- The Washington Times - Tuesday, October 24, 2006

With all the talk about appearances of “baby buying” and preferential treatment for the rich and famous Madonna, it would be easy to overlook a crucial factor in this “international incident.” The Malawian law, to which Madonna and her husband Guy Ritchie are seeking an exception, sacrifices the orphan’s interest in a family to a nation’s interest in holding onto its children. This law, and its proponents who are challenging Madonna in Malawian court, are an example of the resistance that intercountry adoption often faces in countries around the world.

The law requires foreigners who wish to adopt a Malawian child first to reside in the country and act as the foster parent to the child for 18 months. The law’s practical effect is that there are virtually no intercountry adoptions from Malawi. Of course, celebrities should not be allowed to cut in line to adopt children, but there is no line in Malawi. Only seven children have been adopted by Americans in the past three years. It is difficult to see how this policy serves the best interests of David Banda and the other one million Malawian orphans. In general, we should respect a nation’s laws, but this law needs reform. Children are suffering and even dying as a result of not being adopted internationally.

Whether the child is adopted into the U.S. or the United Kingdom, the Ritchies will have to meet the same strict requirements that other intercountry adopters do. Government officials will determine the couple’s suitability as adoptive parents through a home study and background checks. They will also determine that the child qualifies under Malawian law as a legal “orphan” and thus is eligible for adoption.

Although Madonna’s humanitarian aid likely influenced Malawian officials to forego the residency requirement, the frantic concerns about Malawi’s law not being followed are misplaced. It is not unusual for courts to make exceptions to a law on the basis of a related legal principle, such as the best interests of a child. Moreover, if the process was illegal, the receiving country’s authorities will not approve the child’s status as a legal orphan, which would stop the adoption. Malawi has so far only granted Madonna temporary custody of the child for 18 months, at the end of which time the adoption will be finalized — unless Malawian adoption opponents block it in court. It’s up to a Malawian judge to determine whether a violation of parental rights underlies Mr. Banda’s conflicting statements.

There are dozens of countries around the world with millions of orphans in need of parents. But all countries of origin have some degree of negative nationalistic response to intercountry adoption. “We should take care of our children ourselves; they should not leave the home country,” they say. To a degree, this is an understandable response, which should be respected. Intercountry adoption advocates also agree that domestic adoption is the best option for orphans.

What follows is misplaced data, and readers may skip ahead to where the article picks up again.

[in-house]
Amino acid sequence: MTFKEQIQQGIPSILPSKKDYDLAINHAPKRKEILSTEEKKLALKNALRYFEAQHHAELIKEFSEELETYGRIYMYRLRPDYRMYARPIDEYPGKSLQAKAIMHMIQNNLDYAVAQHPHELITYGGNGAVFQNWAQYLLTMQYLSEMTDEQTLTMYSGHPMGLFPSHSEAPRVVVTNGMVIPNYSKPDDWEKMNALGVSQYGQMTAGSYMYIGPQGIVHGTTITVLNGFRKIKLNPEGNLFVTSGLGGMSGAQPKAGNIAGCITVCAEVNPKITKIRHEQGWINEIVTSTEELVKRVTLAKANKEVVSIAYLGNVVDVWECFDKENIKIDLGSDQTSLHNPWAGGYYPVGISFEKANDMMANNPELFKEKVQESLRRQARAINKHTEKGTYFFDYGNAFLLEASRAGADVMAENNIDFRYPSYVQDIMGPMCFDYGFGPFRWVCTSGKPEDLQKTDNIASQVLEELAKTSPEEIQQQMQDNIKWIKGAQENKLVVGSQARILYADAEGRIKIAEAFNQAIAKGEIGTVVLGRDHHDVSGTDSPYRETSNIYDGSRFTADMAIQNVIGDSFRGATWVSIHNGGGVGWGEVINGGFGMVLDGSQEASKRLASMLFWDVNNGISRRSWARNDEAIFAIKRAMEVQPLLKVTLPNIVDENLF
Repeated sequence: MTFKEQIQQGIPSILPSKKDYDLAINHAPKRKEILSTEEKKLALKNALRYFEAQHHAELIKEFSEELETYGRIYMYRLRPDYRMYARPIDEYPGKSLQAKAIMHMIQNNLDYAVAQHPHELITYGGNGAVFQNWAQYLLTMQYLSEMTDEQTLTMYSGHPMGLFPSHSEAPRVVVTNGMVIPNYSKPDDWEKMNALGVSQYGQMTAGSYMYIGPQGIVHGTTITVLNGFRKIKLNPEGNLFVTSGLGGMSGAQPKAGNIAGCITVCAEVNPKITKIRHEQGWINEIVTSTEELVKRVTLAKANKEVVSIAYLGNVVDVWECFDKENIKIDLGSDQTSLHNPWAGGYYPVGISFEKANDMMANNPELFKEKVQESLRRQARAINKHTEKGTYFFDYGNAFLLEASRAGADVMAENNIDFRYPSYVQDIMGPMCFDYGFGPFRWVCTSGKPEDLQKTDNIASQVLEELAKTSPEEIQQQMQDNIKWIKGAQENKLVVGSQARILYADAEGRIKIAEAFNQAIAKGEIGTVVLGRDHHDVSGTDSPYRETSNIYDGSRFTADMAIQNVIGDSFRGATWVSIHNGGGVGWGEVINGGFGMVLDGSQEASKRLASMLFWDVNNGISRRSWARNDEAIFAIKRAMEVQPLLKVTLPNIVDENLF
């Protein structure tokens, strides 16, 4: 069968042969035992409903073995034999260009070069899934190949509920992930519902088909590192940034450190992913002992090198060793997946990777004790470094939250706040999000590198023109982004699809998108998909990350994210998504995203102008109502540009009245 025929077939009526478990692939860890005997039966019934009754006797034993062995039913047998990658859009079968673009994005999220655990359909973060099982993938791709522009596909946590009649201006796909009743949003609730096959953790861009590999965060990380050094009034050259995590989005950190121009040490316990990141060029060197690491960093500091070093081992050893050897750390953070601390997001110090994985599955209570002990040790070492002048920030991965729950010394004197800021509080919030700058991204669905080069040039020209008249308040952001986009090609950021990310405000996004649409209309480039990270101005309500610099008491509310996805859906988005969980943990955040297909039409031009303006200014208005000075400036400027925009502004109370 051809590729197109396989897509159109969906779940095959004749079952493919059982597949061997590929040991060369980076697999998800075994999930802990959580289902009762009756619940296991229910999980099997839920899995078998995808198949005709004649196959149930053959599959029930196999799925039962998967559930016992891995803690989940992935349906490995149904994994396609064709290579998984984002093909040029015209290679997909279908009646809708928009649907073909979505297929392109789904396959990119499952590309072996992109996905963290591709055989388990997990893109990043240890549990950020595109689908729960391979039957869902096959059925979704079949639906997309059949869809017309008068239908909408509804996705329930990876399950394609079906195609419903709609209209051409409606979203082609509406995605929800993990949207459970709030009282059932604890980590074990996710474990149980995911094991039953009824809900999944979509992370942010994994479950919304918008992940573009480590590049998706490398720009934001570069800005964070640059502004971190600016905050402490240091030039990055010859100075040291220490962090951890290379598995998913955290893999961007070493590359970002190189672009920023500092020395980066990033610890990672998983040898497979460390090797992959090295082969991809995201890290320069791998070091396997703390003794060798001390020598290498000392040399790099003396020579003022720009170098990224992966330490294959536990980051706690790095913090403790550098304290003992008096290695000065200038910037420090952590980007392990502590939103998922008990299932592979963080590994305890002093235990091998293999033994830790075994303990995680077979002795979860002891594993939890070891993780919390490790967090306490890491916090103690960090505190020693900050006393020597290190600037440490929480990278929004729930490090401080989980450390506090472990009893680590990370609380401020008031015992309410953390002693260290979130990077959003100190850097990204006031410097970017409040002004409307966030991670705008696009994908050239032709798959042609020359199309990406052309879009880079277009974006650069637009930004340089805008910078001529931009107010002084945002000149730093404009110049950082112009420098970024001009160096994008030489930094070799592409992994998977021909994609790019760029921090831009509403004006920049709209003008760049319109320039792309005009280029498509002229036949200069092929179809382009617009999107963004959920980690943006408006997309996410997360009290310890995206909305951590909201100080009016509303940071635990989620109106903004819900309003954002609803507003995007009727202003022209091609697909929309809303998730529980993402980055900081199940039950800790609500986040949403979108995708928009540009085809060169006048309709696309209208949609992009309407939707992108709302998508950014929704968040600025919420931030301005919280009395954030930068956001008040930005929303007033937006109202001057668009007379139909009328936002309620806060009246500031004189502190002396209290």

However, when a child is not being adopted domestically, let the child be adopted internationally. National pride should not prevent children from having families.

Resistance to intercountry adoption has resulted in an ongoing five-year shutdown of adoptions in Romania, a past moratorium in Russia, lawsuits against adopting parents in India and South Africa, quotas in China, proposed adoption-shutdown legislation in Korea, and delays in almost every country involved in intercountry adoption. Many thousands of children have lost their opportunities for families through adoption, due to such restrictive policies.

We empathize with prospective adoptive parents who observe this scene and feel that Madonna unfairly received preferential treatment due to her celebrity status. To them I say: keep the interests of this child in mind, note that the exception is being made to a highly restrictive law, and persevere in your own adoption journey. Your frustrations with the adoption process will dissolve into relative insignificance with that first hug you share with your child in your own home.

The facts are still unfolding in this case. Perhaps some new fact will arise that changes this perspective. But for now, the bottom line in the Madonna adoption story is this: A child who might otherwise die in an orphanage is receiving a loving family, $3-million in humanitarian aid has been pledged for Malawian orphans, and an exception is being made to a law that does not serve the best interests of children. It’s difficult to argue with those outcomes, it seems to this adoption advocate.

Child welfare advocates around the world will be watching the legal battle in Malawian courts over the next 18 months. Let’s hope that the child’s best interests prevail over a misguided view of the nation’s.

Thomas Atwood is the President and CEO of the National Council For Adoption, an Alexandria, Virginia-based adoption research, education and advocacy non-profit.

Copyright © 2018 The Washington Times, LLC. Click here for reprint permission.

The Washington Times Comment Policy

The Washington Times is switching its third-party commenting system from Disqus to Spot.IM. You will need to either create an account with Spot.im or if you wish to use your Disqus account look under the Conversation for the link "Have a Disqus Account?". Please read our Comment Policy before commenting.

 

Click to Read More

Click to Hide